A Ballad of All the Trades

Oh the Miller, the dusty, musty Miller,
The Miller, that beareth on his Back;
He never does to Measure Meal,
But his Maid, but his Maid, but his Maid holds ope the sack.

O the Baker, the bonny, bonny Baker,
The Baker that is so full of Sin;
He never heats his Oven hot,
But he thrusts, but he thrusts, but he thrusts his Maiden in.

O the Brewer, the lusty, lusty Brewer,
The Brewer that Brews Ale and Beer;
He never heats his Liquor hot,
But he takes, but he takes, but he takes his Maid by the Geer.

O the Butcher, the bloody, bloody Butcher,
The Butcher that sells both Beef and Bone;
He never grinds his Slaught'ring Knife,
But his Maid, but his Maid, but his Maid must turn his Stone.

O the Weaver, the wicked, wicked Weaver,
That followeth a weary Trade;
He never shoots his Shuttle right,
But he shoots, but he shoots, but he shoots first at his Maid.

O the Barber, the neat and nimble Barber,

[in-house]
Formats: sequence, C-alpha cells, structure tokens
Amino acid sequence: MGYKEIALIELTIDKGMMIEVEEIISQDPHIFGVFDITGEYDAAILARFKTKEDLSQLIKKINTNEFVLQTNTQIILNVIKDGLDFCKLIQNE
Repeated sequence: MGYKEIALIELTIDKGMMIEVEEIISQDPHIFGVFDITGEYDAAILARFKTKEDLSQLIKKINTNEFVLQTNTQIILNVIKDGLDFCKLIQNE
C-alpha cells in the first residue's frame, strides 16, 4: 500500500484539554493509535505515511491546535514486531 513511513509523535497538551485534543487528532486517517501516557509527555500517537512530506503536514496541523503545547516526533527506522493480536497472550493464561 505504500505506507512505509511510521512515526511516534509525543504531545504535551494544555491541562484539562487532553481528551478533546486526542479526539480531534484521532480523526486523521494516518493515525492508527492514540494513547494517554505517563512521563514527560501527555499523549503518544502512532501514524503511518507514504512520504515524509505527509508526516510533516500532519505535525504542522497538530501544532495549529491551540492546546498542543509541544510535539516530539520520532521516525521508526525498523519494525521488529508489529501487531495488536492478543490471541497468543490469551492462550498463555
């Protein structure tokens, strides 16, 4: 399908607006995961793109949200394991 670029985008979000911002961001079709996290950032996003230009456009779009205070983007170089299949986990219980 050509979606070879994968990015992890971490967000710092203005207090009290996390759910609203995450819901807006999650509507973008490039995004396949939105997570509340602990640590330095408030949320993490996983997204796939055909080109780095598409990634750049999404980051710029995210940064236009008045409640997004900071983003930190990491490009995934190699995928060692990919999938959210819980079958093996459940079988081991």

Whose Trade is ne'er the worse;
He never goes to Wash and Shave,
But he trims, but he trims, but he trims his Maiden first.

O the Taylor, the fine and frisking Taylor,
The Taylor that gives no good regard;
He never goes to measure Lace,
But his Maid, but his Maid, but his Maid holds out his Yard.

O the Blacksmith, the lusty, lusty Blacksmith,
The best of all good Fellows;
He never heats his Iron hot,
But his Maid, but his Maid, but his Maid must blow the Bellows.

O the Tanner, the Merry, Merry Tanner,
The Tanner that draws good Hides into Leather;
He never strips himself to work,
But his Maid, but his Maid, but his Maid and he's together.

O the Tinker, the sturdy, sturdy Tinker,
The Tinker that deals all in Mettle;
He never clencheth home a Nail,
But his Trull, but his Trull, but his Trull holds up the Kettle.
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